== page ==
Solar Eclipse

Edinburgh, Scotland, Solar Eclipse Friday 20th March 2015

This time last week the Earth arrived at its vernal equinox where some of us in the Northern Hemisphere were treated to a rare Solar Eclipse as a Super Moon drifted in-front of the Sun. In a lightly cloudy Edinburgh, Scotland, we managed a 95% partial eclipse revealing a beautiful crescent.

At the same time as I was taking this photo, a south facing prototype Lightlog was quietly sitting on a window shelf enjoying a lovely day’s worth of light data including its own view of the very same eclipse.

The first image below shows a spectrum visualisation of the received light; the image below that is an enhanced colour version using the same data. Notice how the blue day light desaturates around 9:35am as the Moon’s disk (almost) covers the Sun.

Spectrum visualisation on day of Solar Eclipse

Enhanced colour (scaled saturation) visualisation

The ‘spikes’ in the data are caused as the day’s partial cloud cover drifts over the sun, a clear blue day (as viewed from this stationary Lightlog’s south facing window position) would show a beautiful smooth arc between sunrise and sun set.

Visualising Light Data

One of the goals of Lightlog is to help people engage with and reflect on light data they collect over time. Due to its size and power constraints, the physical Lightlog device has a minimal user interface (UI), just enough to display the daily light goal reached, and show if the current illumination is bright enough to be effective towards the daily goal (2,500 lux or above). Lightlog collects much more data than it can display alone, by synchronising to a device with a screen and more computing power, allows a rich, engaging, detailed views of your daily light profile, and the opportunity for additional analysis over the set of collected data.

The primary visualisation is designed around the full colour spectrum composing visible light. It’s an approximation of a full light spectrum as Lightlog records single sample points in the red (~614nm), green (~525nm), and blue (~468nm) frequencies; with a fourth sample unfiltered, capturing as much of the full spectrum energy as possible for lux calculation (an interesting future project could be to use many more sensors across the spectrum frequency to generate a high resolution spectrum with chemical absorption lines). For use with Winter Blues and Seasonal Affective Disorder, the three red, green, blue sensors provide useful information about the frequency of light exposure as some studies have shown shorter wavelength, blue light, is more effective, vs. longer wavelength red light.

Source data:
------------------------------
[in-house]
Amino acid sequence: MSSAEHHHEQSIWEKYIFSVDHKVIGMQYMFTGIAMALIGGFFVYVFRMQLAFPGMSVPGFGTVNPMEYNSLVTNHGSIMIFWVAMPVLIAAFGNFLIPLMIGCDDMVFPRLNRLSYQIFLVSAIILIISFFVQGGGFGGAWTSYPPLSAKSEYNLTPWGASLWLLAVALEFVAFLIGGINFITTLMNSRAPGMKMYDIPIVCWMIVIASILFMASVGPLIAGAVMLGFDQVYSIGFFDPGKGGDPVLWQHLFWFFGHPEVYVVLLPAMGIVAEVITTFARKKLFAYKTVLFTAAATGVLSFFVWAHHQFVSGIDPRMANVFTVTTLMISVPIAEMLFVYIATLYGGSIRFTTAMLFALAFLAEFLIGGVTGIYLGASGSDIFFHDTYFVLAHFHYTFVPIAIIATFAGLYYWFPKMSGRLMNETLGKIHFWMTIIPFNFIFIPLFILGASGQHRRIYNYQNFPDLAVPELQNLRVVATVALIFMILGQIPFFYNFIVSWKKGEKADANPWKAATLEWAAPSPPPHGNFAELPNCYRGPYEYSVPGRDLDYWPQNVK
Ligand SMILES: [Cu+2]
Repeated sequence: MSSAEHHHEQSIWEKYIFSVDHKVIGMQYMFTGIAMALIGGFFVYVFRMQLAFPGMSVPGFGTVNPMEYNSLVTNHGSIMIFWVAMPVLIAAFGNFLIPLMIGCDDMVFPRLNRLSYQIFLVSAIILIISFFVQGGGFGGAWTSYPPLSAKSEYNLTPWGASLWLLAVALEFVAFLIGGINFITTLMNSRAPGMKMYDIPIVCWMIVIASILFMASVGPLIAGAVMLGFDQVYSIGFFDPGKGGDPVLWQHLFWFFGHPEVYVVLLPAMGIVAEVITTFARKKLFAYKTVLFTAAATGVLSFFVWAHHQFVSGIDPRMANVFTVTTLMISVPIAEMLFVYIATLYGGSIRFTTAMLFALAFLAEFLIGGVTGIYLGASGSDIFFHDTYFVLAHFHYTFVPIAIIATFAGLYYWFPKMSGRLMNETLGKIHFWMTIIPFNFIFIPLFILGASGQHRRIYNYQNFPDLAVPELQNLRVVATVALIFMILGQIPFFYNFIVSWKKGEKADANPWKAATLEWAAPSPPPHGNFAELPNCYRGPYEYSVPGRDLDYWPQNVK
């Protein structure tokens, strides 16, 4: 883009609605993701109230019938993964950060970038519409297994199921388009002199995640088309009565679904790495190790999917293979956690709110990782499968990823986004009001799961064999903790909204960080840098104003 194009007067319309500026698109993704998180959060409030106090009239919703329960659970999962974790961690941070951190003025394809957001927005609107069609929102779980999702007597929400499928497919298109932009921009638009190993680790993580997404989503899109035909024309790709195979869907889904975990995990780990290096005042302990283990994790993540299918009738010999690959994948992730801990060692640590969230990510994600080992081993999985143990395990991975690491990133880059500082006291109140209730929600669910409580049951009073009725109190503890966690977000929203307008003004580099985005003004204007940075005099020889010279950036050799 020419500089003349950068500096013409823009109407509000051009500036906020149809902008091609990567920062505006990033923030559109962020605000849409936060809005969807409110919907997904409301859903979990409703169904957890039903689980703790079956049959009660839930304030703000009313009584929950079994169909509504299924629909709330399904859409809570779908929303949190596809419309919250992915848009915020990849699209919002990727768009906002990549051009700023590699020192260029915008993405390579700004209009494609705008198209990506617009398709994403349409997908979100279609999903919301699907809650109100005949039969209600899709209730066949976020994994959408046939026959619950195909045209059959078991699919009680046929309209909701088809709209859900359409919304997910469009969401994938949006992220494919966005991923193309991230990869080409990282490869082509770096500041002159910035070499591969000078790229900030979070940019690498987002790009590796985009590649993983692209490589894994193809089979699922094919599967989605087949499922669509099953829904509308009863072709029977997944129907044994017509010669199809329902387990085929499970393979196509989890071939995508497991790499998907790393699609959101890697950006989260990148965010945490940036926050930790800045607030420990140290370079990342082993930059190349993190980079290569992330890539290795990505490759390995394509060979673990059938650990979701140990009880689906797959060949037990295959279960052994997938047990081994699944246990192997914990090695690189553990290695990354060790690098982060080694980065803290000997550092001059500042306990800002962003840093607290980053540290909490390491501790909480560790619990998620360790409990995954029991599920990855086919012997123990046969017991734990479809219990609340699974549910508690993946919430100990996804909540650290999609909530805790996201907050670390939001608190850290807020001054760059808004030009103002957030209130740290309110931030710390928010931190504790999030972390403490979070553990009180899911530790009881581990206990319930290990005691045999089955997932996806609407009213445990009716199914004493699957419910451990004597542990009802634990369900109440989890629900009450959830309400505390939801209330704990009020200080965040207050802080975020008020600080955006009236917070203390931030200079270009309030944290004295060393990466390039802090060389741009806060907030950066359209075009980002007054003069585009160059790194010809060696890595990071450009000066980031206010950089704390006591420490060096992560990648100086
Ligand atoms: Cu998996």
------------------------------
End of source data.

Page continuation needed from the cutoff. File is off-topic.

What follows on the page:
Below shows an example image taken from real data displaying several days from November. Notice the relatively long nights and short Scottish days at this time of year.

Example Lightlog data for Nov 28-30

Below is a close-up view of November 30th; note the strong direct sunlight between 12:30 and 13:30, this would have been more than enough for the recommended daily amount of bright light.

Example Lightlog data for Nov 30

The Colour Magenta

Colour WheelThe perception of colour is a really tricky topic once you start to look at it closely. While I was working on artwork for Light Log visualisations, trying to represent light data as a full colour spectrum, the more I started to notice that many illustrations of rainbows, spectrum and colour palettes seemed to have something unusual going on…

Of all the wonderful colours we experience, for most of us, our eyes only have colour sensitive cells that respond to three different areas of the electromagnetic spectrum. Blue peaks at 420 nano meters, green at 530 nano meters, and red at 560 nano meters. From these three colour cell types our brain interpolates all the other colours we perceive. Cyan for example is a pure wavelength of light in the electromagnetic spectrum, but our brain will also interpolate to cyan if our eyes collect a mix of both blue and green (on either side of cyan) wavelength light – if you’re looking at cyan on your screen just now, your brain is faking it out of blue and green pixels :) The most curious colour though is magenta, it’s purely a figment of our minds, no where to be found on the electromagnetic spectrum it exists only when our eyes see a mix of red and blue light. What’s strange is that the brain doesn’t interpolate between red and blue (which would be a green on the spectrum), but maps it to a totally new colour experience.

Who would have thought that the colour magenta only exists in our imaginations!

Visible Colour Spectrum